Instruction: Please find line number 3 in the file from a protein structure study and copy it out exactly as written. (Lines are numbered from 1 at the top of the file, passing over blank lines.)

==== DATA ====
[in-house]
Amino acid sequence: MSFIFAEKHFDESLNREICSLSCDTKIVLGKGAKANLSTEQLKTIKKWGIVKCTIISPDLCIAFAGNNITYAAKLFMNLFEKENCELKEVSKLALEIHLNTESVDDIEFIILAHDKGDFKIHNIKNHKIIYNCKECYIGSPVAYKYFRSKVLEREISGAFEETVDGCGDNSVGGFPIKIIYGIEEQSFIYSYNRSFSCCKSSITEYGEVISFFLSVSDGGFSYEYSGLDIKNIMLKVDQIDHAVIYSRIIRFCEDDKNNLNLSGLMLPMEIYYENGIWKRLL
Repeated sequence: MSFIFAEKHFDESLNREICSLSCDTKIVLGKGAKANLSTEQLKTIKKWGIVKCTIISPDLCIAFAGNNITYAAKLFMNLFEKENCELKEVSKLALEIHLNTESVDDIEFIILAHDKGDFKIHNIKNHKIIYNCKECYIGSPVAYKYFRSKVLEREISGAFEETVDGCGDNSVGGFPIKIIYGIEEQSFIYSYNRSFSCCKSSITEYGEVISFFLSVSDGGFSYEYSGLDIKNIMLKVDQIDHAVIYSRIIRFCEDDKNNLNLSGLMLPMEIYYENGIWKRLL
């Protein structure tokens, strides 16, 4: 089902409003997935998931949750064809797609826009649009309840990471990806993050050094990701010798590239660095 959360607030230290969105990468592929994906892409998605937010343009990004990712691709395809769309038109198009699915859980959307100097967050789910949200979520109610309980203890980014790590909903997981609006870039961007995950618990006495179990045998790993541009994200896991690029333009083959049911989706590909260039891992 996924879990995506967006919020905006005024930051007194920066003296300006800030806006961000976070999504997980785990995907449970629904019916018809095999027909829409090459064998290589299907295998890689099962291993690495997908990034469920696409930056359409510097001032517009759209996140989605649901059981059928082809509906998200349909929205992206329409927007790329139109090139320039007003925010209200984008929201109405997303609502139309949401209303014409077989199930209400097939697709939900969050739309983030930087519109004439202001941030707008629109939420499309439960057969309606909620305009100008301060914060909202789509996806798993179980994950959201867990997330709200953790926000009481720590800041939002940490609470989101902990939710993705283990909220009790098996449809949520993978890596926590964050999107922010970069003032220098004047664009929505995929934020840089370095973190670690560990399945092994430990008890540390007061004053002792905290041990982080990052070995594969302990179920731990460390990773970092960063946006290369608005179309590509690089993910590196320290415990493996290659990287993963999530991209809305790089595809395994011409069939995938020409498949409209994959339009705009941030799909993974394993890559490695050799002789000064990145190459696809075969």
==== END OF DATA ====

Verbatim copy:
Repeated sequence: MSFIFAEKHFDESLNREICSLSCDTKIVLGKGAKANLSTEQLKTIKKWGIVKCTIISPDLCIAFAGNNITYAAKLFMNLFEKENCELKEVSKLALEIHLNTESVDDIEFIILAHDKGDFKIHNIKNHKIIYNCKECYIGSPVAYKYFRSKVLEREISGAFEETVDGCGDNSVGGFPIKIIYGIEEQSFIYSYNRSFSCCKSSITEYGEVISFFLSVSDGGFSYEYSGLDIKNIMLKVDQIDHAVIYSRIIRFCEDDKNNLNLSGLMLPMEIYYENGIWKRLL